[Now, sadly reduced to nothing.]

Walking The Line

Walking The Line

The cost is measured out in human lives:

the people, mostly men, who get sent down

for burglary, assault, or carrying knives,

their faces inked to resemble a sad clown.

I’m a liberal, and this fact makes my heart bleed:

some, when they are released, still cannot read.

 

We carried Simon Armitage’s sock

for forty-seven miles around the Dales.

We clambered over dry-stone walls and rocks.

Each night, we read our poems, drank real ales.

I wondered if this venture was worthwhile,

how much The Sock would do in ‘pounds per mile’.

 

I still have yet to meet this national treasure,

except, of course, on BBC Radio 4.

Few people prefer poetry to ‘Jezza’,

but Simon’s fame still travels more and more.

How much down its elasticated throat

could some brown, woollen item blackmail/coax?

 

My home town prison is a ‘Category A’.

A man in there lives in a Perspex box.

I struggled to see how we’d make this pay

even with Simon Armitage’s sock.

In Marsden, Hebden Bridge, in Bingley, Ilkley

we hoped the contributions would flow free.

 

Apart from a success at Hebden library,

the other readings were a crock of shit.

The Reader Organisation was conciliatory,

and I suppose that we all felt we’d done our bit.

Michael Stewart said that, after all four rounds,

we had collected just eighty-four pounds.

 

They say that it costs less to go to Eton

than to put some twat in prison for a year,

and socialists and liberals might feel beaten

by ‘under-class’ and ‘immigrant’ right-wing fear.

Incarceration, at the least, should lead

to books, so we can teach them how to read.

Stewart Lee’s Comedy Vehicle (content warning: rude words)

Stewart Lee reached new heights in the last episode of ‘Stewart Lee’s Comedy Vehicle’ on Saturday 8 March 2014 on BBC 2.  However, he missed at least one trick.

And what about the Battle of Britain eh?  Those bloody Poles, and bloody Czechs, and bloody French pilots COMIN’ OVER ‘ ERE and taking jobs from our fighter pilots, those that hadn’t been killed.  COMIN’ OVER ‘ ERE and talking Polish, and Czech, and French all the time, and being told off by Air Marshal Dowding for not speaking the fucking language.  And then, when the struggle was at its most bitter and intense, those bloody Poles, shooting down more enemy planes per capita than any other Allied nation in the conflict, and taking more casualties.  They bloody CAME OVER ‘ ERE and took jobs from our pilots that we didn’t have in sufficient numbers but that’s not the point and they didn’t speak the fucking language and then, while they were being all Polish, and all foreign, they CAME OVER ‘ ERE and they  LAID DOWN THEIR LIVES FOR OUR CAUSE WITHOUT QUESTION OR HESITATION.  Bloody Poles, and bloody Czechs, and bloody French, COMIN’ OVER ‘ ERE, pitting everything they had to try to save Western civilisation from the otherwise inevitable downfall of humanity that was Adolf Hitler’s ultimate goal.  COMIN’ OVER ‘ ERE and, bloody succeeding.   And for what, eh?  For what?  They CAME  OVER ‘ ERE just so that we could have this bloody conversation, against a background of civil government which, no matter what its specific shortcomings with regard, for example, to recent events surrounding the Stephen Lawrence investigation and creeping privatisation of the NHS, still preserves independent institutions which hold the potential for a rejuvenated, modern democracy if only members of the public, empowered as they are by new and widely-available forms of mass communication,  could be encouraged to ask more questions, put those institutions to work, and engage with them.   Bloody foreigners.  COMIN’ OVER ‘ERE.  We’ll fight our own battles in future, and instead of filling vital shortages of personnel, skill, and morale with fanatically-motivated people who regard themselves as our natural allies, we’ll fall back on a sclerotic class hierarchy, xenophobia, and a mythologised and grotesquely-misplaced belief in our own self-sufficiency.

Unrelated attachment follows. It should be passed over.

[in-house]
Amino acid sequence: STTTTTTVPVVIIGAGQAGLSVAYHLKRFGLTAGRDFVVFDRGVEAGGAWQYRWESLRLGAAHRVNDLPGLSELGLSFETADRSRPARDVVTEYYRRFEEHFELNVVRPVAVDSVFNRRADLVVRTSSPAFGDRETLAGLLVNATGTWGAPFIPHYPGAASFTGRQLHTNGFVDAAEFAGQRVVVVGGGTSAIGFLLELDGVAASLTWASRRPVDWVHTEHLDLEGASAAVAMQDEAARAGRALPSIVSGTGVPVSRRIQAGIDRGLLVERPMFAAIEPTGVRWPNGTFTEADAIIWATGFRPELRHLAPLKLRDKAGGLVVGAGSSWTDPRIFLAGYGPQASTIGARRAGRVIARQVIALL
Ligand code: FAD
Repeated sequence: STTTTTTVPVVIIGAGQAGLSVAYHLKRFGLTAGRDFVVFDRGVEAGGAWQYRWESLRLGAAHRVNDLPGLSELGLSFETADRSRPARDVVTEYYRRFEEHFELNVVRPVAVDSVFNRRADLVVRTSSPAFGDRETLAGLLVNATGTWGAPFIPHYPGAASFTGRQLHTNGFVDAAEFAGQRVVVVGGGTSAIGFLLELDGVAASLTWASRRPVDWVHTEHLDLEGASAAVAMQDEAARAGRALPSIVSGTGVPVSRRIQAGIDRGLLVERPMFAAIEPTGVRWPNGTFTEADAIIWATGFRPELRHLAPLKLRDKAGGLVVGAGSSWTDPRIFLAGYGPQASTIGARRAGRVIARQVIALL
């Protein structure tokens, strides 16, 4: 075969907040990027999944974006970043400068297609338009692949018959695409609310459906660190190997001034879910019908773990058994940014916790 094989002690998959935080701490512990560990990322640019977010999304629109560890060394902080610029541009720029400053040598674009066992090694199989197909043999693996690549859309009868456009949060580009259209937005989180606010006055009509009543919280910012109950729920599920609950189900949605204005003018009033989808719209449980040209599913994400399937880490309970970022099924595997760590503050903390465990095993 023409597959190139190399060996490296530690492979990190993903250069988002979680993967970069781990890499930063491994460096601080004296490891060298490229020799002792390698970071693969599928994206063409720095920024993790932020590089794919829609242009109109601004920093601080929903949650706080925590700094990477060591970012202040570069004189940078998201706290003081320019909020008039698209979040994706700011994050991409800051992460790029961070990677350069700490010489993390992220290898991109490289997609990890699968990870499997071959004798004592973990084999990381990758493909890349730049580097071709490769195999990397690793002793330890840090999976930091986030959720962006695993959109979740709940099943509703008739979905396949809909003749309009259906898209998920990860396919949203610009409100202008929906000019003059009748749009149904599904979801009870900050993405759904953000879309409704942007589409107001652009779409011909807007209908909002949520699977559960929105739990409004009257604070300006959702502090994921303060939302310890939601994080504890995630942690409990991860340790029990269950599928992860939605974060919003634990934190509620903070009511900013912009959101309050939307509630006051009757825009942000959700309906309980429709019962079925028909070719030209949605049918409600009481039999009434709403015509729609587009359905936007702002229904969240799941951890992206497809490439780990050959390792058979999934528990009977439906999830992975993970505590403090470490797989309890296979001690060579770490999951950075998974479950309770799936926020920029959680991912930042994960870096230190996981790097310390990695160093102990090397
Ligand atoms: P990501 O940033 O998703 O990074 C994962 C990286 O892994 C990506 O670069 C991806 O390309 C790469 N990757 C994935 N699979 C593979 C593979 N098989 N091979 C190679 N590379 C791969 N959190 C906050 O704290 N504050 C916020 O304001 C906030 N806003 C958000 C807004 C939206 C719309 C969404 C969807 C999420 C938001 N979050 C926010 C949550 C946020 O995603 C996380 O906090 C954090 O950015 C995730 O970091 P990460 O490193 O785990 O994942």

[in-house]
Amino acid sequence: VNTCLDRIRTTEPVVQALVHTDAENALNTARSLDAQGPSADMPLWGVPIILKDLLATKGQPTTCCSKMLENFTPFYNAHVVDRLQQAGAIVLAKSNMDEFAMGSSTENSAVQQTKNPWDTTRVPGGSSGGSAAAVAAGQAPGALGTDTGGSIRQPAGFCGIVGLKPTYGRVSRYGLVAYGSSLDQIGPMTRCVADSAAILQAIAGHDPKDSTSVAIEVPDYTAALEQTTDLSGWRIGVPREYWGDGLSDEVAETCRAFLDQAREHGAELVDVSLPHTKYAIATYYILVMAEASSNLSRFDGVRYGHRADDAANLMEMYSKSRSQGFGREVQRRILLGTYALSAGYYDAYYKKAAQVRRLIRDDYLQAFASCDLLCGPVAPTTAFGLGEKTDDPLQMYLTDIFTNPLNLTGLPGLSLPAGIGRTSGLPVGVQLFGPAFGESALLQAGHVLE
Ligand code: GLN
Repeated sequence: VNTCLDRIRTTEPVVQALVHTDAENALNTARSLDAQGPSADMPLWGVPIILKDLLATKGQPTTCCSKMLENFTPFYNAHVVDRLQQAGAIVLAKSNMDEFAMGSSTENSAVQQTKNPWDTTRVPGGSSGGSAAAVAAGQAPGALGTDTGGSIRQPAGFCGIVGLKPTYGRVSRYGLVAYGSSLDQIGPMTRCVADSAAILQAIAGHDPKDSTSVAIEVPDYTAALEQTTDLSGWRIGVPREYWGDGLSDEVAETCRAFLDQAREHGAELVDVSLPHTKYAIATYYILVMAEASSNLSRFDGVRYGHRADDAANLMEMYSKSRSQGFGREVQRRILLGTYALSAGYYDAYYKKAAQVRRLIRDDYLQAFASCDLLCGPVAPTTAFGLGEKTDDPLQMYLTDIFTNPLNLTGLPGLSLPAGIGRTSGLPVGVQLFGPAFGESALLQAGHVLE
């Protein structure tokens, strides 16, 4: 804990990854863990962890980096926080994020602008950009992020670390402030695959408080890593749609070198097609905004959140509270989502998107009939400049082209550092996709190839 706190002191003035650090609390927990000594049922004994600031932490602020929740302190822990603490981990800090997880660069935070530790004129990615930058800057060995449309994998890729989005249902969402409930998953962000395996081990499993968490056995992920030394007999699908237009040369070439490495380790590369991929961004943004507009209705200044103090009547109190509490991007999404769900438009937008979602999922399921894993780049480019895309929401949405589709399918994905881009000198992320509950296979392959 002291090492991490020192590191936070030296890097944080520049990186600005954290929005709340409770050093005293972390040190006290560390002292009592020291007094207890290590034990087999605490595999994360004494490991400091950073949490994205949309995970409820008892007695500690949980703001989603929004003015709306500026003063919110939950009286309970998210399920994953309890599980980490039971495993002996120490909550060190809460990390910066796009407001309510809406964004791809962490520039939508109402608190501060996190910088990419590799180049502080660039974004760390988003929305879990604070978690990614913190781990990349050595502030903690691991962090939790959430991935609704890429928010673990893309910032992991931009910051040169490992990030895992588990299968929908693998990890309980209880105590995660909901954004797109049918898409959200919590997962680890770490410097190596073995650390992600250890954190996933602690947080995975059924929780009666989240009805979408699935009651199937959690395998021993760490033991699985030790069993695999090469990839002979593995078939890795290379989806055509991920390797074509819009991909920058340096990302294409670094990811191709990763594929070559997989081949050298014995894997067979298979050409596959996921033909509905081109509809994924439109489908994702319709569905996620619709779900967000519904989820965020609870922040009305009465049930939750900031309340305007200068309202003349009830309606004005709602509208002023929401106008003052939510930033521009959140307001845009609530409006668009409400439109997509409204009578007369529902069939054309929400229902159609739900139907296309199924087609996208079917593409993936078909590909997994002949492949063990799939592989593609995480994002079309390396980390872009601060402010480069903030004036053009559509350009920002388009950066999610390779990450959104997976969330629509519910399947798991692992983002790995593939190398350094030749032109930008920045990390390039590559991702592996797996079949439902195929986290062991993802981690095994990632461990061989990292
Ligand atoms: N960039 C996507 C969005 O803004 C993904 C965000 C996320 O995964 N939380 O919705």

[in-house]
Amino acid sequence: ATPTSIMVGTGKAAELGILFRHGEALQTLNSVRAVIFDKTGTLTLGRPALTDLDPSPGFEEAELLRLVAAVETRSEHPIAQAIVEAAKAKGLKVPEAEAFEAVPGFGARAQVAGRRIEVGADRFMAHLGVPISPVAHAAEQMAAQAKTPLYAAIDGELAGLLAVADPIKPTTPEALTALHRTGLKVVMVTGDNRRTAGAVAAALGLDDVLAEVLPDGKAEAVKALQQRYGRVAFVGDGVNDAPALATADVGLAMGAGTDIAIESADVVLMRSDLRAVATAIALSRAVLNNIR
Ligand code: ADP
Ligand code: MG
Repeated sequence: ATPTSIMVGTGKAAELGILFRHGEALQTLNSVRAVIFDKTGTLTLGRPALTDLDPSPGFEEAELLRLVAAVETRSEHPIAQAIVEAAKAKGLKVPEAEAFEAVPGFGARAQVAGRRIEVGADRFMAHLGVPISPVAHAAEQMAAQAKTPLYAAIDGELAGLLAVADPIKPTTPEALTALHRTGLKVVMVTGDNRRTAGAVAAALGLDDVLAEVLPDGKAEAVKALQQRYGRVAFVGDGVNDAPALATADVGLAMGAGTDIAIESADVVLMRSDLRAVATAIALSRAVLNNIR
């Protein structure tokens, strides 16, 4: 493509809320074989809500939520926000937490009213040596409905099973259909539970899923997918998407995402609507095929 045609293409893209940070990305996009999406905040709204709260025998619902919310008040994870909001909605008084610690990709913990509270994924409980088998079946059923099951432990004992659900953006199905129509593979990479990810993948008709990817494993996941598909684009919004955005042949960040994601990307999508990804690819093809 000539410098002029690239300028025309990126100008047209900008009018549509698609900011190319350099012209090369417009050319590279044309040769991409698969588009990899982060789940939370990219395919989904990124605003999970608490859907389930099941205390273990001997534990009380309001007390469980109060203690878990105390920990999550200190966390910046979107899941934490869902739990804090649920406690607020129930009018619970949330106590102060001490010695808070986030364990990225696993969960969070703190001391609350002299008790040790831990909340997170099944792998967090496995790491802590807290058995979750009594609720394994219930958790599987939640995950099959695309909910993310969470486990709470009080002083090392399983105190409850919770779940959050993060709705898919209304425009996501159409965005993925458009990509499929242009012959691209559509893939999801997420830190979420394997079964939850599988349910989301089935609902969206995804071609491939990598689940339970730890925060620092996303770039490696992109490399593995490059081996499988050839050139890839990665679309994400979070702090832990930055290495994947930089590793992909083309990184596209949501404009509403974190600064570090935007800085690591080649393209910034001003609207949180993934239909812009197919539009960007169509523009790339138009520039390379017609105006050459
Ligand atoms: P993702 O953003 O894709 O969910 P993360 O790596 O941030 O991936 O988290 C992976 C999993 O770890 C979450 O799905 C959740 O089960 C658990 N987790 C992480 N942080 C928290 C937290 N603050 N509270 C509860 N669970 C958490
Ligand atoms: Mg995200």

Lyrics news

The Department of Justice issued a statement today after the unprecedented murder of a Crown Court judge in a court that was actually in session at the time of the outrage.

The accused in the trial is a young medical student whose name is Maxwell Edison.  He is accused of murdering one of his lecturers during an after-hours class given to him as a punishment for disrupting a class, and also his girlfriend, known to the court only as ‘Joan’.

Examination of Edison’s mobile phone records shows that he was still in the act of talking to her while he picked the lock of the door of her flat, invaded the hall, and hit her over the head with a hammer.  The court heard testimony from forensic experts who said that the head of the murder weapon was unusual in being chrome-plated and highly polished.  The same weapon is believed to have been used in the killing of the lecturer and the judge.

The Court Service has launched an enquiry into how the hammer returned to the possession of the accused during the hearing.  A court clerk and a security guard have been suspended from duty pending investigations.

Two women shouted from the public gallery, apparently with a plea to the judge for clemency, but were ejected.

A re-trial with enhanced security is in prospect.  A spokesman for the Home Office was unavailable for comment.